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Old 02-15-2012, 08:33 PM
trauma1 trauma1 is offline
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So, i have been doing alot of research on the above 2 cartridges. From what I can find, up to 240gr bullets the 41 mag can do everything the 44mag can and sometimes a little better depending on the powder. The 44 mag has the advantage as far as heavier bullets go - 265gr and up. If what I am reading and finding is true, why isn't the 41 more popular? Seems to be superior to the 44mag in standard weights and lighter weights. Once you get above that the 44 shines but then you could go with the 45colt or 454casull and do the same and better. Seems like the 41mag just came around a little too late. definetly a better round though!
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Old 02-15-2012, 09:25 PM
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Wow, did you just open up a can of worms..gonna sit back and enjoy this.
I'll jump in first and say that while I do like the .44 Mag, I much prefer the .41, flatter shooting, a bit less recoil and just more fun. Bullets have always been a draw back if limited to factory ammo, but I cast and reload so for me that is a non-issue.
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Old 02-15-2012, 09:40 PM
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I just loaded my first 12 rounds of 41 mag. I have to agree with previous poster,more fun, less recoil. However.... I also loaded my first 44mag(light) loads. They were fun too,accurate,loud report,etc...sooo I'm going to say as a reloader and just target shooter it's pretty much preference ...


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Old 02-15-2012, 09:46 PM
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i guess if Clint Eastwood had started out " this is a 41 magnum, the most powerful handgun in the world" we wouldn't have this argument. Just from ballistics, seems like the 41mag is as good if not better than the 44mag. Funny how some rounds make it and some don't (257 roberts).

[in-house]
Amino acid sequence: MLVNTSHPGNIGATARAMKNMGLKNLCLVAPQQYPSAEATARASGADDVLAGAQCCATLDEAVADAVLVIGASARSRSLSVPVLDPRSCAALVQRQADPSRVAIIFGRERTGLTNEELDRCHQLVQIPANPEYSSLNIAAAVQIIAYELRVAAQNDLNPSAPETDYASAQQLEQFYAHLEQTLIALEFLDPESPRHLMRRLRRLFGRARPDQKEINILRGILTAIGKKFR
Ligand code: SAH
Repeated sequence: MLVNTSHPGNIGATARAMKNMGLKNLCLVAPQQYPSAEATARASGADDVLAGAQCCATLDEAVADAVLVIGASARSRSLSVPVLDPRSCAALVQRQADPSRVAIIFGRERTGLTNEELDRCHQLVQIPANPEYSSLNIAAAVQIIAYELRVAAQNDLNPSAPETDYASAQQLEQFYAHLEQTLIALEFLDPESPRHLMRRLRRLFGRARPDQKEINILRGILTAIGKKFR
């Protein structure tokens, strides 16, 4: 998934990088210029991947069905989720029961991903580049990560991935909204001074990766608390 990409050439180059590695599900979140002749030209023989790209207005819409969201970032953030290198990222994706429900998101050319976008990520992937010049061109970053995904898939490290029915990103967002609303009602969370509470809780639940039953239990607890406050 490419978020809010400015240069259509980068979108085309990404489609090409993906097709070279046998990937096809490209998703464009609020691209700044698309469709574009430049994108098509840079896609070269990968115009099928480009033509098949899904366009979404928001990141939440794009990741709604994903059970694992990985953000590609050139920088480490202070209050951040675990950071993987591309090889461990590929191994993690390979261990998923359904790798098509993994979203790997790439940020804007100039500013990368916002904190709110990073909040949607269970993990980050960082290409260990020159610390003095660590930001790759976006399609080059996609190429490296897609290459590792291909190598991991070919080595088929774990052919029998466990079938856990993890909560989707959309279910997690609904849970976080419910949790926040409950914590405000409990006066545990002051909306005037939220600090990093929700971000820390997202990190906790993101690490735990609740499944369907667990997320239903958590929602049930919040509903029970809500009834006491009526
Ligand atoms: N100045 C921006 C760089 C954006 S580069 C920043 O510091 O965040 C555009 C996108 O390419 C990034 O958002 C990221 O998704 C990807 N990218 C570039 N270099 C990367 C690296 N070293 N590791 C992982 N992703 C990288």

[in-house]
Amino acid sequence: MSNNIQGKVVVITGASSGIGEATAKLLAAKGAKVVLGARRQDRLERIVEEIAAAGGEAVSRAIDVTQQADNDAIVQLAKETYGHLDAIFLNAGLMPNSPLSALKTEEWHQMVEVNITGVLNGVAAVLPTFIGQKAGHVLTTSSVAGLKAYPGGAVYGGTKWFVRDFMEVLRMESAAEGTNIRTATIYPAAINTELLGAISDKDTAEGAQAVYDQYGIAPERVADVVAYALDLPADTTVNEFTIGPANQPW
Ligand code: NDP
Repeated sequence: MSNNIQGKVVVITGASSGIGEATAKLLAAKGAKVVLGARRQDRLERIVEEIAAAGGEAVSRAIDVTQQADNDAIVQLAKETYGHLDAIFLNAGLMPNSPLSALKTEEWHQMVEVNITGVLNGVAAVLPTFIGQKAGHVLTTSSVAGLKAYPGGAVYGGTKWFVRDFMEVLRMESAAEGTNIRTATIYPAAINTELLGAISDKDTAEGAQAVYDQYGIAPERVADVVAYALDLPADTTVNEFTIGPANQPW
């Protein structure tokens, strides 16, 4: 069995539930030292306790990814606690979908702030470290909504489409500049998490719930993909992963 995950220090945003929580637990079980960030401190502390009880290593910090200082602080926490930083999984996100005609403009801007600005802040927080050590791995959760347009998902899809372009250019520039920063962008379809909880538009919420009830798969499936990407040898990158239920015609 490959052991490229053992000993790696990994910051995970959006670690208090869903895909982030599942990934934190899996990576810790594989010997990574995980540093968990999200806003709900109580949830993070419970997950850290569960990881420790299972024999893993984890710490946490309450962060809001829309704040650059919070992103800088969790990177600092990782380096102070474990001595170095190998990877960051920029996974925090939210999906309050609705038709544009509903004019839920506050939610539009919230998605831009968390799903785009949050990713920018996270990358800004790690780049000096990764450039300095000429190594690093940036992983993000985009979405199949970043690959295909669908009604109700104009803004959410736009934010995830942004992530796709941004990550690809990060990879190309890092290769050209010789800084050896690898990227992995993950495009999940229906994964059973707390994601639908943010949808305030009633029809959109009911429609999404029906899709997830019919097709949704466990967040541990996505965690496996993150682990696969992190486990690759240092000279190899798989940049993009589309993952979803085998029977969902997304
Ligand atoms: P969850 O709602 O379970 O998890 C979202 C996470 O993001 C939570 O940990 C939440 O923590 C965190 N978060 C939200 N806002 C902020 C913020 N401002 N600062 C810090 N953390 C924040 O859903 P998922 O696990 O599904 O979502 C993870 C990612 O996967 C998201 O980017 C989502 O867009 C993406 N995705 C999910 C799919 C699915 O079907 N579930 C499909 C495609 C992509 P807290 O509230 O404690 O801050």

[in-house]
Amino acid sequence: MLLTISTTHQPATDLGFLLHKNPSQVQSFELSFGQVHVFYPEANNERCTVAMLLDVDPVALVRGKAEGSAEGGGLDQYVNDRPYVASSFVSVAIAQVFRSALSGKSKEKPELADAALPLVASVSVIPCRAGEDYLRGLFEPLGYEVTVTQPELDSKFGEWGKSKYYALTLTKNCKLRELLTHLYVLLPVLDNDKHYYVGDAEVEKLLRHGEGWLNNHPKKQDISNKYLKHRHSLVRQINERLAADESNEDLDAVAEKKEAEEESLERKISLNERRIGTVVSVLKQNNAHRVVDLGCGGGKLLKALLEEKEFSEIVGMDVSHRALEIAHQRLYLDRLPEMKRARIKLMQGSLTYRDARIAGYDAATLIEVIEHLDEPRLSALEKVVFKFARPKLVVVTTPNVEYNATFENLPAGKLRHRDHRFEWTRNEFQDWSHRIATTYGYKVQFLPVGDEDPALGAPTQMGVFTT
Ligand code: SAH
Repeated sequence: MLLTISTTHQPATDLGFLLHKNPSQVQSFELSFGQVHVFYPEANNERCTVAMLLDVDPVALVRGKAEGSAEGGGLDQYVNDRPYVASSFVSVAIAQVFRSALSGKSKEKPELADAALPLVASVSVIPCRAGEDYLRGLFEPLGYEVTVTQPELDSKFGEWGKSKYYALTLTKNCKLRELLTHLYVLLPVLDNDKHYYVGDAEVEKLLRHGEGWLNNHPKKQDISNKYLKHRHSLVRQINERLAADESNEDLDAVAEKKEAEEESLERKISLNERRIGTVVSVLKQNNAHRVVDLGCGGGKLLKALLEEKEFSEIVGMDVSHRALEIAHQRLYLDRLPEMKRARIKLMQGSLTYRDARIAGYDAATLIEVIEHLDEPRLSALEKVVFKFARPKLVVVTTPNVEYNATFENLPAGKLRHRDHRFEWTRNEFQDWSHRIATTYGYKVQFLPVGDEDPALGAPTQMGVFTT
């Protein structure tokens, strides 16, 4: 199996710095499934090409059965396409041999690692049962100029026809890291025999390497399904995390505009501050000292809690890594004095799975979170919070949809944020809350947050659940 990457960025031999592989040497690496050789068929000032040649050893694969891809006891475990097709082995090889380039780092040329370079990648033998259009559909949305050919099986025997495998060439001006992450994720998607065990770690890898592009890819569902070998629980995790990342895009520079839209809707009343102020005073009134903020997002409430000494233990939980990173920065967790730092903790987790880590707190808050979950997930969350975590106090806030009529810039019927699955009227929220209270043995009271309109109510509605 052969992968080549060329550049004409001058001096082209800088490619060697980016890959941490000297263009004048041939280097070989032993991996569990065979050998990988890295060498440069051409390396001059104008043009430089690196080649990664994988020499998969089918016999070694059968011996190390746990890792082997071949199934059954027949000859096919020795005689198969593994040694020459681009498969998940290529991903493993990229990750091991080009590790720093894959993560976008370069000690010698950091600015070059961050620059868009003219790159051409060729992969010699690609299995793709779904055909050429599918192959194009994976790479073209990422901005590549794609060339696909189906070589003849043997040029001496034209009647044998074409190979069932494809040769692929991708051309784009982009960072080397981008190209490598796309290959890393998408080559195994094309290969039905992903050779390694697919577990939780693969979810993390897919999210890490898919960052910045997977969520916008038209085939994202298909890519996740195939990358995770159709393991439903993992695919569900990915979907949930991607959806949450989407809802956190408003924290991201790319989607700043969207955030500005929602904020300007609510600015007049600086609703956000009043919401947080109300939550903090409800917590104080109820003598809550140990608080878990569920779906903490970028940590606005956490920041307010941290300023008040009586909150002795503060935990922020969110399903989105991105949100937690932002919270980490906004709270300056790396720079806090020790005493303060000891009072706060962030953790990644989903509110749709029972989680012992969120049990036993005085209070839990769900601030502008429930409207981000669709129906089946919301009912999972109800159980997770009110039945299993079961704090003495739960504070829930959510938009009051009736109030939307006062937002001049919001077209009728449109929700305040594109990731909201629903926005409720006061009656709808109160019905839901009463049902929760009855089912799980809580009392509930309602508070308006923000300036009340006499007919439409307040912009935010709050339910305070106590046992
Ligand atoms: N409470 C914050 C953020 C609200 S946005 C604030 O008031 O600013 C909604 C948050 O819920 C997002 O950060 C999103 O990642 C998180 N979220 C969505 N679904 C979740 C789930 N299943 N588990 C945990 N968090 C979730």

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Old 02-15-2012, 09:57 PM
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I'm a 41 Mag fan, so my response is going to be biased. You listed all the reasons I prefer to shoot my 41 mag.

The 44 mag was here first and the 41 is so close to the same performance that folks just didn't see the need to change. Try going into the store and buying some factory 41 mag ammo. If you can find it the cost is going to be really high. If you handload, there just isn't much difference loading for the 41 instead of the 44.

But I also enjoy loading and shooing the 222 Remington Mag, 257 Roberts, and 280 Remington. So it just goes to figure I would prefer the 41.
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Old 02-15-2012, 10:00 PM
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The story goes like this.

The 41 mag was set to debut and the ballistics were fabulous. Then suddenly, the movie Dirty Harry came out in 1971. Then the line by Harry Calahan (Clint Eastwood) went like this: I know what you're thinking. "Did he fire six shots or only five?" Well, to tell you the truth, in all this excitement I kind of lost track myself. But being as this is a .44 Magnum, the most powerful handgun in the world, and would blow your head clean off, you've got to ask yourself one question: Do I feel lucky? Well, do ya, punk? Once the audience heard that line, the 44 magnum sales skyrocketed over night. You couldn't find a model 29 anywhere. They were just gone said a friend of mine that owned a gun shop back then. That friend of mine is 73 today. And what was left on the shelves? You quessed it. The .41 magnum says my friend.